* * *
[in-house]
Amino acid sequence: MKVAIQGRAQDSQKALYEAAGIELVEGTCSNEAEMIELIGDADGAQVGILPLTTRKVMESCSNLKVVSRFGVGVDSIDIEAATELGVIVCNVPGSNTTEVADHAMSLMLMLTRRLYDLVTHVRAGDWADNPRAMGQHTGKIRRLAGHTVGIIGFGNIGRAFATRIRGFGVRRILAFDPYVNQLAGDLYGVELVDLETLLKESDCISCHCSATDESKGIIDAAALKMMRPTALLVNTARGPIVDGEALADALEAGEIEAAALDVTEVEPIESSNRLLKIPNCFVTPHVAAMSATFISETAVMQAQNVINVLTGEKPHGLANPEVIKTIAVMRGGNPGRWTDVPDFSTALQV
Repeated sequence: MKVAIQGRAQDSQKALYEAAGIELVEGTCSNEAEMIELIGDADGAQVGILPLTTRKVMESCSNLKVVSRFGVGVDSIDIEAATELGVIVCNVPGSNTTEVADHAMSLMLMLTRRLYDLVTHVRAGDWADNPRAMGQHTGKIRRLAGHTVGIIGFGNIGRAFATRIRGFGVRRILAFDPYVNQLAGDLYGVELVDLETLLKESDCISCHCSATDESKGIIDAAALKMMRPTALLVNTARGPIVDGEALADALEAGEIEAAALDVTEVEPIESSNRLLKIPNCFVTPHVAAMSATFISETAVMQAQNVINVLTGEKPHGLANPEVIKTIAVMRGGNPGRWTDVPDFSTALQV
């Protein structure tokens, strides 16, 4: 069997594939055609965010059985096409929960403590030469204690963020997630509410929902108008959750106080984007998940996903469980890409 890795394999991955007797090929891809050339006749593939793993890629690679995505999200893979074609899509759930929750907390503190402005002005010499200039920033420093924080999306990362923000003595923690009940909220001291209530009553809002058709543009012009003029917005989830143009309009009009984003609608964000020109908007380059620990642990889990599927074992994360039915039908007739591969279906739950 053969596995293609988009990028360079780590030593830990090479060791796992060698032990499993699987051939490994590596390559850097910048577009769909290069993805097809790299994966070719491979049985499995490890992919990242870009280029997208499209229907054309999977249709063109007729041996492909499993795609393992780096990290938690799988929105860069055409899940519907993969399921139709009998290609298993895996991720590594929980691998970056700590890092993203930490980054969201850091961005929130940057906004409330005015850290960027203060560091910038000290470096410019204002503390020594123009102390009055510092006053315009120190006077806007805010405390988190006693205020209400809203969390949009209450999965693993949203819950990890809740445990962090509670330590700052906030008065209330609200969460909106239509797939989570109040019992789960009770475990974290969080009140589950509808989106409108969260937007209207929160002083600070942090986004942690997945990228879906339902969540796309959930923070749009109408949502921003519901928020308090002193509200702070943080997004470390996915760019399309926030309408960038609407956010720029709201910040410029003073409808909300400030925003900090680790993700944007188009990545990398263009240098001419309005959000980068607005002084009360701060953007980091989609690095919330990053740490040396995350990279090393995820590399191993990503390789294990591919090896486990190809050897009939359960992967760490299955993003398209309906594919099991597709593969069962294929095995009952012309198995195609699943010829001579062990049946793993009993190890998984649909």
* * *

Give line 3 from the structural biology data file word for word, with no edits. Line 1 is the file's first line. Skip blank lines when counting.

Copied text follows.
Repeated sequence: MKVAIQGRAQDSQKALYEAAGIELVEGTCSNEAEMIELIGDADGAQVGILPLTTRKVMESCSNLKVVSRFGVGVDSIDIEAATELGVIVCNVPGSNTTEVADHAMSLMLMLTRRLYDLVTHVRAGDWADNPRAMGQHTGKIRRLAGHTVGIIGFGNIGRAFATRIRGFGVRRILAFDPYVNQLAGDLYGVELVDLETLLKESDCISCHCSATDESKGIIDAAALKMMRPTALLVNTARGPIVDGEALADALEAGEIEAAALDVTEVEPIESSNRLLKIPNCFVTPHVAAMSATFISETAVMQAQNVINVLTGEKPHGLANPEVIKTIAVMRGGNPGRWTDVPDFSTALQV